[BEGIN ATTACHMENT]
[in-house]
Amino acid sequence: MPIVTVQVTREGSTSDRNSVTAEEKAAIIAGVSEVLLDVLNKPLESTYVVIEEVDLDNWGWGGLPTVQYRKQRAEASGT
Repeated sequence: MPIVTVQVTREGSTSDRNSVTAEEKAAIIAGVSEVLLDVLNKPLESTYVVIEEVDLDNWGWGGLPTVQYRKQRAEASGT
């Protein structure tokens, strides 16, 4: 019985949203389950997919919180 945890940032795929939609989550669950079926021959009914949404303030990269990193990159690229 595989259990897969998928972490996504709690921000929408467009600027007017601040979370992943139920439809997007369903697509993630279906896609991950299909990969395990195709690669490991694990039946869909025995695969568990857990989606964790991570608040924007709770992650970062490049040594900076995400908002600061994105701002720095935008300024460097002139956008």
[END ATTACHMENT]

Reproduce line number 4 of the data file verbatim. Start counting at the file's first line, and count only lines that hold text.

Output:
């Protein structure tokens, strides 16, 4: 019985949203389950997919919180 945890940032795929939609989550669950079926021959009914949404303030990269990193990159690229 595989259990897969998928972490996504709690921000929408467009600027007017601040979370992943139920439809997007369903697509993630279906896609991950299909990969395990195709690669490991694990039946869909025995695969568990857990989606964790991570608040924007709770992650970062490049040594900076995400908002600061994105701002720095935008300024460097002139956008």